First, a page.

I talk to a lot of teens that feel stuck. I talk to more than twice as many parents who also feel stuck in whatever situation they are in. Maybe for the teen, it is the feeling that their worst class will never end, that they will never get out of their parents house or that the reputation they have at school will never go away. For the parents, perhaps it’s that their teen will never get it, that they cannot see an end to the drama/complaining/poor decision making.
In both of these instances, the people involved feel stuck. The sense is that they don’t know how to get away from the hurt, pain or discomfort they feel. Most of the time, they want to remove the pain completely or move away from it themselves.
This is a normal human reaction. Both to experience a feeling of being stuck and a desire to remove that feeling. If you Google “how to get unstuck,” you can find a lot of answers (and some really good ones I might add). Answers like meditation, sleep, refocusing, getting outside, etc to get unstuck. I even read about “5 Steps to Get Unstuck” on the Huffington Post and “16 Ways to Get Unstuck” on Tiny Budda just this week. Both offered some great ideas that could be very effective. But I think these and many others “get unstuck” offerings miss one way that can help many of us stuck in the muck.
Consider these times when you might find yourself stuck:
You are dealing with a family member who isn’t responding to the help you are offering. You know exactly what help they need, but they are unwilling or unable to accept it.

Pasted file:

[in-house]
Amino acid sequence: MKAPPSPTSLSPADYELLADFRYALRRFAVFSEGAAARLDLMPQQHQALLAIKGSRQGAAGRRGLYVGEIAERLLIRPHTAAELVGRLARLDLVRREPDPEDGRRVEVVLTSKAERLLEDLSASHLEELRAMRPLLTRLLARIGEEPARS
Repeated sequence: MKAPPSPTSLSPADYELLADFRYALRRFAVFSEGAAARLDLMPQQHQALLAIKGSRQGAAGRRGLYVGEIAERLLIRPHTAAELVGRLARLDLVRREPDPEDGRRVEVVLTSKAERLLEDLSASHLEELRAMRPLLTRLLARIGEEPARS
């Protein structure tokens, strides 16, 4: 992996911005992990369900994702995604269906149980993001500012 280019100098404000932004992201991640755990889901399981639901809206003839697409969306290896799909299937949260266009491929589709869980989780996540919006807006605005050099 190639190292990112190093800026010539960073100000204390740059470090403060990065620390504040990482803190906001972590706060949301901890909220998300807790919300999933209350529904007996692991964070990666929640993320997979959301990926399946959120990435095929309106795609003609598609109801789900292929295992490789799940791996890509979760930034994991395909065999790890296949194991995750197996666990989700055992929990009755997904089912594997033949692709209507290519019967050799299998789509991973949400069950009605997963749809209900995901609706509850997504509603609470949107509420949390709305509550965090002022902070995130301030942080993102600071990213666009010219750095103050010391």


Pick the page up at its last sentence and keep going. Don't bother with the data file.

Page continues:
Your teen has been dealing with a substance use issue for 3 years and are “stuck” in a cycle that makes your head spin. If only they would listen to you, they could get free.
The arguments with your spouse or loved one feel like they repeat every 48 hours. You are sick of being stuck dealing with them and know if you could find a way out, you wouldn’t have to deal with this any more.
I want to offer you an alternative solution.
What if the answer to getting unstuck involved going through the pain, not only getting rid of it? What if you chose to face the difficulty head-on, opening your mind to the idea that maybe the reason you are still here is because you haven’t yet learned all you can from the situation?
I listened to a podcast from Entreleadership with Jesse Itzier who started NetJets.com and is owner of the Atlanta Hawks. In many peoples minds, Itzier is not someone who gets “stuck.” Or maybe people just think that if they were in his shoes, there is no way they could feel stuck. But Jesse Itzier has recently released Living with a Seal, a book that’s all about getting unstuck from a successful routine! He tells the story of how he met a Navy Seal who ran a 24 hour race, and by the time he finished, every small bone in his feet was broken, and he was in kidney failure. Itzeir was so impressed, he said that he needed to learn the mental toughness this guy had.
Here is what I am suggesting: maybe instead of trying to remove or run away from the pain every time we experience a little discomfort (I’m not suggesting hurting yourself on purpose of course), we could instead decide to push through the pain.